Before you read this article, do yourself a favor and read this Huffington Post article. They did a great job on reporting all the details, and frankly, I don’t want to mess any details up. Ipso facto, what allegedly happened was that Peyton Manning had human growth hormone shipped to him under his wife’s name in 2011, while he was still a member of the Indianapolis Colts. Manning’s agent has denied it vehemently, but there hasn’t been a true statement from Peyton himself that I’ve come into contact with.
I do not like Peyton the football player. While he’s an all-time great, he is not the best that’s ever lived. If you ask me, he’s not in the top three. He could never play in weather. He could never win in crunch time. He could sometimes avoid accountability for his mistakes. He received all of the credit from Colts fans when he won and none of the blame when he lost. But is he a cheater? I don’t think so.
There’s two ways to look at this right now. The first is that the allegations are not true. I only say this first because here in America, regardless if it’s how the public actually follows through, you’re innocent until proven guilty. If the allegations are not true, then I have some sympathy for Manning. My quarterback, Tom Brady, will always have the Deflategate BS hanging over his head for the rest of his life. I 100% believe he didn’t do it, but it’ll be a black mark. This is now Manning’s black mark. It’s hard in today’s professional world to avoid controversy and tabloids. Manning and Brady have been two guys that have avoided trouble until this calendar year. I will believe that Peyton is innocent until it’s completely proven that he did HGH.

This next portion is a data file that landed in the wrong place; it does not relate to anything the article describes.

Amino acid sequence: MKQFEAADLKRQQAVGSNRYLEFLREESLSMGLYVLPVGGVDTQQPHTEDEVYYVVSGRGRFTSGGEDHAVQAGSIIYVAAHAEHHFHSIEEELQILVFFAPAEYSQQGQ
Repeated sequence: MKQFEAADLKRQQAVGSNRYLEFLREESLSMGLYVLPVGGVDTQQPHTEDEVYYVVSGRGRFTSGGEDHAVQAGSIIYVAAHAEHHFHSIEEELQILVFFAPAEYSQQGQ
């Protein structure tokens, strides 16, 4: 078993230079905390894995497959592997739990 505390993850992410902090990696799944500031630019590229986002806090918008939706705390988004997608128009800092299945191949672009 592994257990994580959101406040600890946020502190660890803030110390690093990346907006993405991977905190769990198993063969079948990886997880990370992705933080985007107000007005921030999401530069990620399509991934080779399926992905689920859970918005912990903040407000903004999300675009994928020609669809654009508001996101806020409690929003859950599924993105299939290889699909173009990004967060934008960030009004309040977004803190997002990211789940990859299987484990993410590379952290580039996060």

The other way is that the allegations are true. Peyton used HGH in 2011. Uh, hello? Manning had already gained most of his credentials. Sure, he didn’t have the career touchdown or passing records yet. He didn’t throw for 55 touchdowns yet. But, he still already had a Hall of Fame career. He already was one of the all-time greats. Keep in mind, in 2011, Manning was hurt. You don’t just use HGH without a purpose. This is the same thing as Andy Pettitte for the Yankees. I get he ‘broke the rules’ (though HGH was only banned in the NFL starting in 2011) and ‘broke the laws of morality’, but he did so out of good intentions. Manning’s career was literally about to be over, and he thought he still had some football left. If anything, he was trying to get back on the field. It’s not like HGH is a true performance-enhancing drug- you still have to have talent, you still have to have a work ethic. So while it might be on the list of banned substances now, I’m not ready to condemn him for life over this. Either way, Manning will not escape the steroid digs or the questions that will be asked in the media.
I can’t tell any of you readers how to think- I can only suggest. And coming from a person who does not like Peyton Manning on the field at all, I suggest that a true opinion not be formed until after all the facts are brought forward, I suggest you don’t condemn, and I suggest what you think when your favorite athlete had issues too. Think about DeflateGate. Think about when Patrick Kane was wrongly accused of rape. It isn’t fair to throw his career out the window and start using asterisks until everything is proven. Wait for #18 to talk.